For many clients, the biggest worry revolves around how much the representation is going to cost. Often I can provide lump sum estimates of costs for transactional matters. This allows the client the freedom to contact me if they have additional questions without worrying that the clock is running on their bill.
When the representation involves litigation, it can be difficult to estimate in advance what the total cost will be. Clients who are more engaged in the resolution of the matter can reduce their legal fees the following ways:
Communicate effectively. Bring important papers (financial documents, contracts, emails, etc.) to the initial meeting with me so I can accurately assess your case and let you know additional documentation that may be needed. Make a list of questions and concerns and then email together rather than several emails or telephone calls each day.
Assist with fact gathering. Discovery is usually the most costly aspect of litigation. Clients who gather, organize, and summarize their own documents save money and have a better understanding of their case. Additionally, clients can review and summarize discovery from the other party rather than pay me to do so.
Understand the short and long term goals of the representation. Clients who are able to articulate what they want out of the representation short-term and long-term have lower legal fees. Come to your initial meeting prepared to discuss what you consider to be non-negotiable and those items that may be negotiable.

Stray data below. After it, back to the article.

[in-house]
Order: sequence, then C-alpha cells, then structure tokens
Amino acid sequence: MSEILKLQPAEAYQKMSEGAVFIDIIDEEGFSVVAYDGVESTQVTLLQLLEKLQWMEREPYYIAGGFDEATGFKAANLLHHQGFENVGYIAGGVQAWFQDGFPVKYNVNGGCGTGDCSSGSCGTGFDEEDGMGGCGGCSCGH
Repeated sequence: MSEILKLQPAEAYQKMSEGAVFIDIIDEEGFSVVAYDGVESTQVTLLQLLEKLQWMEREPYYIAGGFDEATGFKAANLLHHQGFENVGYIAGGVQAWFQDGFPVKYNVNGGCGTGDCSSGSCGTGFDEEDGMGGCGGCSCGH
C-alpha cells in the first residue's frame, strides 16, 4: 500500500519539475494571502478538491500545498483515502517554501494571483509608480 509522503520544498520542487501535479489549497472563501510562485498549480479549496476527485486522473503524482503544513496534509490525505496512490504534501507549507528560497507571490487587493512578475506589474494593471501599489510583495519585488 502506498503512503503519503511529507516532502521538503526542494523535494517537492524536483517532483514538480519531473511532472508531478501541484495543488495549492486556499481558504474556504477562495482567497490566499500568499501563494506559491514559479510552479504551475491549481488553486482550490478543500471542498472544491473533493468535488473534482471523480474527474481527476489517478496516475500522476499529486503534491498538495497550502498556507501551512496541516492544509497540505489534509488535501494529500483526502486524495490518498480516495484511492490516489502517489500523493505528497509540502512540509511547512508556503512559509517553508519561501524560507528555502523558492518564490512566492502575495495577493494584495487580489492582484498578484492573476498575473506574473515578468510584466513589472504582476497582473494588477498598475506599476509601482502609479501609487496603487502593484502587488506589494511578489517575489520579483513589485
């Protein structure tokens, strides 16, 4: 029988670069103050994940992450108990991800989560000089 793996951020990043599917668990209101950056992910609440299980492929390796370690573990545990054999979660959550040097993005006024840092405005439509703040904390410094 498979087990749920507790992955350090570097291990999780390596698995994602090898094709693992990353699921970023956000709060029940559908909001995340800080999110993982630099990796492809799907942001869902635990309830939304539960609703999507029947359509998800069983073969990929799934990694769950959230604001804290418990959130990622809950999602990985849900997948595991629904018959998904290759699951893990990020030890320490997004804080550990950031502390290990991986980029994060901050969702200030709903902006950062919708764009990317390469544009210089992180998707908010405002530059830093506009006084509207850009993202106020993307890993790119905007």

Assist with asset valuation. In divorce cases, property is equitably divided between the parties. This requires values to be assigned to any assets subject to division. Homes, cars, and household items can be valued by the parties themselves, rather than paying experts to appraise. For homes, the parties can agree on one appraiser to value the home or select comparable values from websites like realtor.com. Cars can be valued through Kelley Blue Book or National Automobile Dealers Association. Values of household items can be determined from Craigslist or eBay.
Understand that litigation will be stressful. Clients who can view their case from an objective point of view will experience less stress and have more productive communications with me. Litigation occurs when the parties cannot resolve the dispute on their own. Because of this, emotions tend to run high and bad feelings are prevalent on both sides. It is cheaper for clients to express those emotions to a trusted friend or counselor rather than their lawyer.